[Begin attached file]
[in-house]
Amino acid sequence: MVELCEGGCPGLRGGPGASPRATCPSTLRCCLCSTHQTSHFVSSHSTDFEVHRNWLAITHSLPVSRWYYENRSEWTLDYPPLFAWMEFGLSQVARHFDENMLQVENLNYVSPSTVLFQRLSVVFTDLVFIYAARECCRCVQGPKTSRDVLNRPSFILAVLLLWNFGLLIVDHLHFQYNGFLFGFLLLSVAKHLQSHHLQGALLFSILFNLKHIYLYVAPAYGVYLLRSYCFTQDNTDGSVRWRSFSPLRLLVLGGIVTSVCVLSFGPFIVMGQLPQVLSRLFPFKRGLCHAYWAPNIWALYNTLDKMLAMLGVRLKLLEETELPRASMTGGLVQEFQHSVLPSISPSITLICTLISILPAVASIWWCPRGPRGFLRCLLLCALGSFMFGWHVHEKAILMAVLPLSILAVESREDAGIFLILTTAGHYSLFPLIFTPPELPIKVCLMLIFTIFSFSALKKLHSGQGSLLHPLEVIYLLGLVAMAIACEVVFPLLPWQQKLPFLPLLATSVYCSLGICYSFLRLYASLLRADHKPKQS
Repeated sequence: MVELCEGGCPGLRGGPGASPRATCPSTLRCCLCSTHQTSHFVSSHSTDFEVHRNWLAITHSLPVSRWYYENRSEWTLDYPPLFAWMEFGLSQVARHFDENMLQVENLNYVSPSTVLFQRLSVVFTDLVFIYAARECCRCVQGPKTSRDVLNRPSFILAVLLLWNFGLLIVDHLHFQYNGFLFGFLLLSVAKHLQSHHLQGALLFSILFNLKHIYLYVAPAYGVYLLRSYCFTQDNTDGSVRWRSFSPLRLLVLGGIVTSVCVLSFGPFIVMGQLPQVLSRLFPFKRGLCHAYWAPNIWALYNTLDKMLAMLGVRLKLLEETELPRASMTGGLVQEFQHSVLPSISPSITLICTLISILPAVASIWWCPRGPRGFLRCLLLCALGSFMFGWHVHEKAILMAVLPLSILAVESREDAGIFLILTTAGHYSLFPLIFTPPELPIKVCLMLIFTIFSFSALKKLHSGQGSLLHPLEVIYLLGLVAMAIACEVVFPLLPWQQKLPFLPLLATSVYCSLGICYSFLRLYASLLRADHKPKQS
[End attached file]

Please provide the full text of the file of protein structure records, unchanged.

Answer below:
[in-house]
Amino acid sequence: MVELCEGGCPGLRGGPGASPRATCPSTLRCCLCSTHQTSHFVSSHSTDFEVHRNWLAITHSLPVSRWYYENRSEWTLDYPPLFAWMEFGLSQVARHFDENMLQVENLNYVSPSTVLFQRLSVVFTDLVFIYAARECCRCVQGPKTSRDVLNRPSFILAVLLLWNFGLLIVDHLHFQYNGFLFGFLLLSVAKHLQSHHLQGALLFSILFNLKHIYLYVAPAYGVYLLRSYCFTQDNTDGSVRWRSFSPLRLLVLGGIVTSVCVLSFGPFIVMGQLPQVLSRLFPFKRGLCHAYWAPNIWALYNTLDKMLAMLGVRLKLLEETELPRASMTGGLVQEFQHSVLPSISPSITLICTLISILPAVASIWWCPRGPRGFLRCLLLCALGSFMFGWHVHEKAILMAVLPLSILAVESREDAGIFLILTTAGHYSLFPLIFTPPELPIKVCLMLIFTIFSFSALKKLHSGQGSLLHPLEVIYLLGLVAMAIACEVVFPLLPWQQKLPFLPLLATSVYCSLGICYSFLRLYASLLRADHKPKQS
Repeated sequence: MVELCEGGCPGLRGGPGASPRATCPSTLRCCLCSTHQTSHFVSSHSTDFEVHRNWLAITHSLPVSRWYYENRSEWTLDYPPLFAWMEFGLSQVARHFDENMLQVENLNYVSPSTVLFQRLSVVFTDLVFIYAARECCRCVQGPKTSRDVLNRPSFILAVLLLWNFGLLIVDHLHFQYNGFLFGFLLLSVAKHLQSHHLQGALLFSILFNLKHIYLYVAPAYGVYLLRSYCFTQDNTDGSVRWRSFSPLRLLVLGGIVTSVCVLSFGPFIVMGQLPQVLSRLFPFKRGLCHAYWAPNIWALYNTLDKMLAMLGVRLKLLEETELPRASMTGGLVQEFQHSVLPSISPSITLICTLISILPAVASIWWCPRGPRGFLRCLLLCALGSFMFGWHVHEKAILMAVLPLSILAVESREDAGIFLILTTAGHYSLFPLIFTPPELPIKVCLMLIFTIFSFSALKKLHSGQGSLLHPLEVIYLLGLVAMAIACEVVFPLLPWQQKLPFLPLLATSVYCSLGICYSFLRLYASLLRADHKPKQS